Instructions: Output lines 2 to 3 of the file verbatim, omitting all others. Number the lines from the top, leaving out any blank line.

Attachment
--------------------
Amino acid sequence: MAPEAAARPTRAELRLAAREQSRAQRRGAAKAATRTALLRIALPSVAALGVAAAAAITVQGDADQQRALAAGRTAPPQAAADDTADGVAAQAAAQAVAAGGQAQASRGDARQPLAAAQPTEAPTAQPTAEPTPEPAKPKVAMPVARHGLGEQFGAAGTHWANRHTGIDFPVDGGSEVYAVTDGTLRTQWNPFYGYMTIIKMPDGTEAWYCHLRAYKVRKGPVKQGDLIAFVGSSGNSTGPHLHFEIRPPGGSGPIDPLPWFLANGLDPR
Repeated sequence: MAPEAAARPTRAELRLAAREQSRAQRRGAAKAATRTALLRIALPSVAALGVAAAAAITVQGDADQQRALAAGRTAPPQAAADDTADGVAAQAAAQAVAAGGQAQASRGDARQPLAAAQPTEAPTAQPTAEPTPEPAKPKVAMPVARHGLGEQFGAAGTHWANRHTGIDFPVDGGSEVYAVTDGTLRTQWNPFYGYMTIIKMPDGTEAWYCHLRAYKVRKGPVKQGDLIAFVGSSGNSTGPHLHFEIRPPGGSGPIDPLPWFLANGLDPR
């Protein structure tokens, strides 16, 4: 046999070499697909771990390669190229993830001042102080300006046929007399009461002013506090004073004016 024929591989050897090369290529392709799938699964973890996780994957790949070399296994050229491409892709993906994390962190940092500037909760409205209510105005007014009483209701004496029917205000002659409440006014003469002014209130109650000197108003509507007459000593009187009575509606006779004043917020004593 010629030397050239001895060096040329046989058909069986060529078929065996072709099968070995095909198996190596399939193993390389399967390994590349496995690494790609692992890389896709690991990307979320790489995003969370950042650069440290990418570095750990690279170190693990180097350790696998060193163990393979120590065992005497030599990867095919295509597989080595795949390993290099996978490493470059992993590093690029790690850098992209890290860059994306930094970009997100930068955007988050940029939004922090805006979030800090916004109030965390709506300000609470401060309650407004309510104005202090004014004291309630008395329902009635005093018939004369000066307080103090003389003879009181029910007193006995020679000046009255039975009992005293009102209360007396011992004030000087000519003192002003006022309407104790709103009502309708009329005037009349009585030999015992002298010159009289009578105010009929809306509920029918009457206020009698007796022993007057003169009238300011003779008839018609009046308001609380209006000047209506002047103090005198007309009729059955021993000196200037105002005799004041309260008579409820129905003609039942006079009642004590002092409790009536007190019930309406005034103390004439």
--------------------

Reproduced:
Repeated sequence: MAPEAAARPTRAELRLAAREQSRAQRRGAAKAATRTALLRIALPSVAALGVAAAAAITVQGDADQQRALAAGRTAPPQAAADDTADGVAAQAAAQAVAAGGQAQASRGDARQPLAAAQPTEAPTAQPTAEPTPEPAKPKVAMPVARHGLGEQFGAAGTHWANRHTGIDFPVDGGSEVYAVTDGTLRTQWNPFYGYMTIIKMPDGTEAWYCHLRAYKVRKGPVKQGDLIAFVGSSGNSTGPHLHFEIRPPGGSGPIDPLPWFLANGLDPR
């Protein structure tokens, strides 16, 4: 046999070499697909771990390669190229993830001042102080300006046929007399009461002013506090004073004016 024929591989050897090369290529392709799938699964973890996780994957790949070399296994050229491409892709993906994390962190940092500037909760409205209510105005007014009483209701004496029917205000002659409440006014003469002014209130109650000197108003509507007459000593009187009575509606006779004043917020004593 010629030397050239001895060096040329046989058909069986060529078929065996072709099968070995095909198996190596399939193993390389399967390994590349496995690494790609692992890389896709690991990307979320790489995003969370950042650069440290990418570095750990690279170190693990180097350790696998060193163990393979120590065992005497030599990867095919295509597989080595795949390993290099996978490493470059992993590093690029790690850098992209890290860059994306930094970009997100930068955007988050940029939004922090805006979030800090916004109030965390709506300000609470401060309650407004309510104005202090004014004291309630008395329902009635005093018939004369000066307080103090003389003879009181029910007193006995020679000046009255039975009992005293009102209360007396011992004030000087000519003192002003006022309407104790709103009502309708009329005037009349009585030999015992002298010159009289009578105010009929809306509920029918009457206020009698007796022993007057003169009238300011003779008839018609009046308001609380209006000047209506002047103090005198007309009729059955021993000196200037105002005799004041309260008579409820129905003609039942006079009642004590002092409790009536007190019930309406005034103390004439």